Poruguese crisis cuts funds for new bank

The National Investment Bank (BNI), set up by the Mozambican and Portuguese governments in 2010, will begin to operate this year – but with only three per cent of the capital originally planned.

The chairperson of the bank’s executive commission, Adriano Maleiane (who is a former governor of the Bank of Mozambique), cited by the independent daily “O Pais”, said that the initial capital of the bank will be just 15 million US dollars.

The BNI should have begun operations last year, with capital of 500 million dollars provided by its three shareholders – the Portuguese and Mozambican states with 49.5 per cent each, and the Commercial and Investment Bank (BCI), the second largest commercial bank in Mozambique, with the remaining one per cent.

But since then Portugal has become a victim of the euro zone sovereign debt crisis. The ratings agencies gleefully downgraded Portugal’s debt to junk status, and the country was obliged to ask for a bailout from richer European Union member states.

The Socialist Party government led by Prime Minister Jose Socrates was then forced out of office, and replaced by a right-wing government, which set about implementing drastic austerity measures.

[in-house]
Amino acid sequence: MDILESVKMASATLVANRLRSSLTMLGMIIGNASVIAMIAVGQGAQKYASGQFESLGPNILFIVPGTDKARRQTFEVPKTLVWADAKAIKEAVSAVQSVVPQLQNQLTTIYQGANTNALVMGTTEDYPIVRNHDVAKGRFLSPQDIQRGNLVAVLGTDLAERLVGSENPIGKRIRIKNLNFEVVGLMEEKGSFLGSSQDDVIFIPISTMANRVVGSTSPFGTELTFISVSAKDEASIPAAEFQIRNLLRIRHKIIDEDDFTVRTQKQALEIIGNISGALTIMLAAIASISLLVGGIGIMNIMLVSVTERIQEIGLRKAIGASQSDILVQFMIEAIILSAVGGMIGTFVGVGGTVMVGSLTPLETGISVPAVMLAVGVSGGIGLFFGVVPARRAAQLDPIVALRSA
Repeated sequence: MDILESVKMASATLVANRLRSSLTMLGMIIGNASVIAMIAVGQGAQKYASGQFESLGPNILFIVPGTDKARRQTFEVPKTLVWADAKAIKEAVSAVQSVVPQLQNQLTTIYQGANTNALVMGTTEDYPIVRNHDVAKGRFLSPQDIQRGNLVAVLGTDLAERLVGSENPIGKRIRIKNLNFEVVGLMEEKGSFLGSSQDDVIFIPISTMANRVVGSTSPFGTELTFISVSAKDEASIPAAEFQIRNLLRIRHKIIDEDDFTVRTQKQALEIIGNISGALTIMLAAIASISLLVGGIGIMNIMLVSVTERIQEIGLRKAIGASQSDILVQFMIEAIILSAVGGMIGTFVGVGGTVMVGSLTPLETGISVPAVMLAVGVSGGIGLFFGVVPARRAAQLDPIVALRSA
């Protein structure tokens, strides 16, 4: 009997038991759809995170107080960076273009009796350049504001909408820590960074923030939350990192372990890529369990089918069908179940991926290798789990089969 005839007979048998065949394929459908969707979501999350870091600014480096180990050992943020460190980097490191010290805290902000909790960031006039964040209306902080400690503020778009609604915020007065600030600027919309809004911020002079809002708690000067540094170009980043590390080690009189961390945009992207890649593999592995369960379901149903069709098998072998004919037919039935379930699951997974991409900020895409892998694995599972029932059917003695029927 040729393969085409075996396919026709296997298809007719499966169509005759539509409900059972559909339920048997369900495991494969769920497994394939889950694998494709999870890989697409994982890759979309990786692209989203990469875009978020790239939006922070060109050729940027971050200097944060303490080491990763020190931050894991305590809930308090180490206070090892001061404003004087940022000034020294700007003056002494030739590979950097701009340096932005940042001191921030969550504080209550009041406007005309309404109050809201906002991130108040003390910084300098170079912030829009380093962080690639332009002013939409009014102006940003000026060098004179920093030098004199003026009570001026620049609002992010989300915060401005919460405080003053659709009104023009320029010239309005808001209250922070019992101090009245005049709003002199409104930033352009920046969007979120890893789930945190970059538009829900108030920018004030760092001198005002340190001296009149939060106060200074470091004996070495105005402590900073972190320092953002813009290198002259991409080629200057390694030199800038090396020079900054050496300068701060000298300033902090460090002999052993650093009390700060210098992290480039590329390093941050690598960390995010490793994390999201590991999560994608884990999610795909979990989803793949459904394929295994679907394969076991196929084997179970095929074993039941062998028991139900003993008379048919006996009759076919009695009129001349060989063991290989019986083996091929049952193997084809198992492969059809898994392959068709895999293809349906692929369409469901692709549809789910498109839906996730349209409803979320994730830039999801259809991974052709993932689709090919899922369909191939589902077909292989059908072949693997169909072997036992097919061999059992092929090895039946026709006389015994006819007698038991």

The result is that the Portuguese government no longer has the money available to finance a bank in Mozambique.

Maleiane said the full capital requirement of 500 million dollars will now be mobilized bit by bit. Only 15 million dollars was immediately available – but he was sure this was sufficient for the bank to operate.

He added that the Bank of Mozambique has given the BNI the go-ahead to begin operations, and that premises for its headquarters have been identified in Maputo. The new bank would shortly launch an advertising campaign, Maleiane said.

But a bank with just 15 million dollars will not be able to play the role originally envisaged for the BNI. It was supposed to be financially strong enough to raise more funds on the international markets that would finance major engineering works, such as the projected new bridge across the bay of Maputo, or the new electricity transmission line from the Zambezi Valley to Beira and Maputo.

The government must have seen this coming. Back in November 2010, Finance Minister Manuel Chang revealed that the BNI shareholders had already asked the Bank of Mozambique for authorisation to realize the capital gradually “in accordance with investment needs”.

Post published in: Africa News

Leave a Reply

Your email address will not be published. Required fields are marked *